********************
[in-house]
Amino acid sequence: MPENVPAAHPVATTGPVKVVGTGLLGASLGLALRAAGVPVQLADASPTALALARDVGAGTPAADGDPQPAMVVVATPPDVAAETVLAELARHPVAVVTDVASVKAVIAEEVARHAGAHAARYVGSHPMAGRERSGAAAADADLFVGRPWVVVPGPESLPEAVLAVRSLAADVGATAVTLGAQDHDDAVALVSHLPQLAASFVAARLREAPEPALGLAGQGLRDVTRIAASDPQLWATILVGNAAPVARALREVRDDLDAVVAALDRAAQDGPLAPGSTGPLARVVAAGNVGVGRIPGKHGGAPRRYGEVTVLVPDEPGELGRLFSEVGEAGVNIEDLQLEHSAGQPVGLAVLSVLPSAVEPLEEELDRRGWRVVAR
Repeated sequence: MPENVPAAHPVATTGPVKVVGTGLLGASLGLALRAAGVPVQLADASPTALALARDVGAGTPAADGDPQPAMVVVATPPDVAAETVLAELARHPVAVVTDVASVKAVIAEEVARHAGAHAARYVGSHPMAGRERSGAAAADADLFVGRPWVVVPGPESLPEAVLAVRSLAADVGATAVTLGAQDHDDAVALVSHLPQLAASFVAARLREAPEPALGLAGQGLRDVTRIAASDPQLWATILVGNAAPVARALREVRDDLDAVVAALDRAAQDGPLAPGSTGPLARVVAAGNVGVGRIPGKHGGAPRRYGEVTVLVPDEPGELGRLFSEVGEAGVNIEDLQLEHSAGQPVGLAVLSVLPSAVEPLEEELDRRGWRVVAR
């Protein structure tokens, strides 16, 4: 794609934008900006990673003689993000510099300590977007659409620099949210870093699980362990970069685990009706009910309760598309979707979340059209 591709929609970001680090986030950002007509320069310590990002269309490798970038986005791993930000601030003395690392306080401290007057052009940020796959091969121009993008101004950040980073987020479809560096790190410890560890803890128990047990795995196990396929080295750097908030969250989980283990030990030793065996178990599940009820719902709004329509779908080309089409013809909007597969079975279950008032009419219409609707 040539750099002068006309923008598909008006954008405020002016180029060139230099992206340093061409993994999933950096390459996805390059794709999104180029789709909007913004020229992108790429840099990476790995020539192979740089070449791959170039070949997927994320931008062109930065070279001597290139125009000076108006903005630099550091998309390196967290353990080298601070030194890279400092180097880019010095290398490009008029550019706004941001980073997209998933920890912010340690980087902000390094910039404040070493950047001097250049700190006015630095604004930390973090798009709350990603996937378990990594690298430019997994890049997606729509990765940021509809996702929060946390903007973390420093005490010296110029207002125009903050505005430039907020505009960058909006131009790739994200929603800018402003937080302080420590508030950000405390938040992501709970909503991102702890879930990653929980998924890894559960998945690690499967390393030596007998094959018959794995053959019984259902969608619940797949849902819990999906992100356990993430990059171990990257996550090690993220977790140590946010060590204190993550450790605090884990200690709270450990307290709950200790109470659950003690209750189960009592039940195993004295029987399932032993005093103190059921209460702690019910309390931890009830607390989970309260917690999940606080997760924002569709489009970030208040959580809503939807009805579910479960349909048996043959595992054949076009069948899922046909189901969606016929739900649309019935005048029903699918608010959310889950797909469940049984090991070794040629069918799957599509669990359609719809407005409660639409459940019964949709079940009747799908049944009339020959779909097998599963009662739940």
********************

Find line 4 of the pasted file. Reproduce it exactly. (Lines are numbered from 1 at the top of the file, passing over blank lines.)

């Protein structure tokens, strides 16, 4: 794609934008900006990673003689993000510099300590977007659409620099949210870093699980362990970069685990009706009910309760598309979707979340059209 591709929609970001680090986030950002007509320069310590990002269309490798970038986005791993930000601030003395690392306080401290007057052009940020796959091969121009993008101004950040980073987020479809560096790190410890560890803890128990047990795995196990396929080295750097908030969250989980283990030990030793065996178990599940009820719902709004329509779908080309089409013809909007597969079975279950008032009419219409609707 040539750099002068006309923008598909008006954008405020002016180029060139230099992206340093061409993994999933950096390459996805390059794709999104180029789709909007913004020229992108790429840099990476790995020539192979740089070449791959170039070949997927994320931008062109930065070279001597290139125009000076108006903005630099550091998309390196967290353990080298601070030194890279400092180097880019010095290398490009008029550019706004941001980073997209998933920890912010340690980087902000390094910039404040070493950047001097250049700190006015630095604004930390973090798009709350990603996937378990990594690298430019997994890049997606729509990765940021509809996702929060946390903007973390420093005490010296110029207002125009903050505005430039907020505009960058909006131009790739994200929603800018402003937080302080420590508030950000405390938040992501709970909503991102702890879930990653929980998924890894559960998945690690499967390393030596007998094959018959794995053959019984259902969608619940797949849902819990999906992100356990993430990059171990990257996550090690993220977790140590946010060590204190993550450790605090884990200690709270450990307290709950200790109470659950003690209750189960009592039940195993004295029987399932032993005093103190059921209460702690019910309390931890009830607390989970309260917690999940606080997760924002569709489009970030208040959580809503939807009805579910479960349909048996043959595992054949076009069948899922046909189901969606016929739900649309019935005048029903699918608010959310889950797909469940049984090991070794040629069918799957599509669990359609719809407005409660639409459940019964949709079940009747799908049944009339020959779909097998599963009662739940």